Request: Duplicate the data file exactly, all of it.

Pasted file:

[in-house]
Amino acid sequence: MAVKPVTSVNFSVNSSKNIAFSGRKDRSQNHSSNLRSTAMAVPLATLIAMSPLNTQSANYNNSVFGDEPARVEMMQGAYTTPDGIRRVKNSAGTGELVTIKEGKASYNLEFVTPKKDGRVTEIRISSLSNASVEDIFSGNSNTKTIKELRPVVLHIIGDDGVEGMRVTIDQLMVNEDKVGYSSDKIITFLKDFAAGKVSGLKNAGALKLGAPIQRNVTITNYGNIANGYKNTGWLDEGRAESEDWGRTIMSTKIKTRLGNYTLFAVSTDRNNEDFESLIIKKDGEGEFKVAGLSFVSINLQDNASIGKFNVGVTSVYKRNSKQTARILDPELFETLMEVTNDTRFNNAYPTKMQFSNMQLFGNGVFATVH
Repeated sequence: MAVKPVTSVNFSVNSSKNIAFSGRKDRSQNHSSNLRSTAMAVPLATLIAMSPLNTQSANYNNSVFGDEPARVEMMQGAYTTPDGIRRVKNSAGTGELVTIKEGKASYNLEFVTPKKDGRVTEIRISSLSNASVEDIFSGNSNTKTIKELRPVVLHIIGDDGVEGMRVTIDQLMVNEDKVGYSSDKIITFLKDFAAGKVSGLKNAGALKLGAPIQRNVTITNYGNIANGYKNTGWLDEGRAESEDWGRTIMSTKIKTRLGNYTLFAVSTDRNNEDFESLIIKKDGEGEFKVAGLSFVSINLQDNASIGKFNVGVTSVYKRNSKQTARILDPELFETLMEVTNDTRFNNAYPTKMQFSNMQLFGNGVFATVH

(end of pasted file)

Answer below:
[in-house]
Amino acid sequence: MAVKPVTSVNFSVNSSKNIAFSGRKDRSQNHSSNLRSTAMAVPLATLIAMSPLNTQSANYNNSVFGDEPARVEMMQGAYTTPDGIRRVKNSAGTGELVTIKEGKASYNLEFVTPKKDGRVTEIRISSLSNASVEDIFSGNSNTKTIKELRPVVLHIIGDDGVEGMRVTIDQLMVNEDKVGYSSDKIITFLKDFAAGKVSGLKNAGALKLGAPIQRNVTITNYGNIANGYKNTGWLDEGRAESEDWGRTIMSTKIKTRLGNYTLFAVSTDRNNEDFESLIIKKDGEGEFKVAGLSFVSINLQDNASIGKFNVGVTSVYKRNSKQTARILDPELFETLMEVTNDTRFNNAYPTKMQFSNMQLFGNGVFATVH
Repeated sequence: MAVKPVTSVNFSVNSSKNIAFSGRKDRSQNHSSNLRSTAMAVPLATLIAMSPLNTQSANYNNSVFGDEPARVEMMQGAYTTPDGIRRVKNSAGTGELVTIKEGKASYNLEFVTPKKDGRVTEIRISSLSNASVEDIFSGNSNTKTIKELRPVVLHIIGDDGVEGMRVTIDQLMVNEDKVGYSSDKIITFLKDFAAGKVSGLKNAGALKLGAPIQRNVTITNYGNIANGYKNTGWLDEGRAESEDWGRTIMSTKIKTRLGNYTLFAVSTDRNNEDFESLIIKKDGEGEFKVAGLSFVSINLQDNASIGKFNVGVTSVYKRNSKQTARILDPELFETLMEVTNDTRFNNAYPTKMQFSNMQLFGNGVFATVH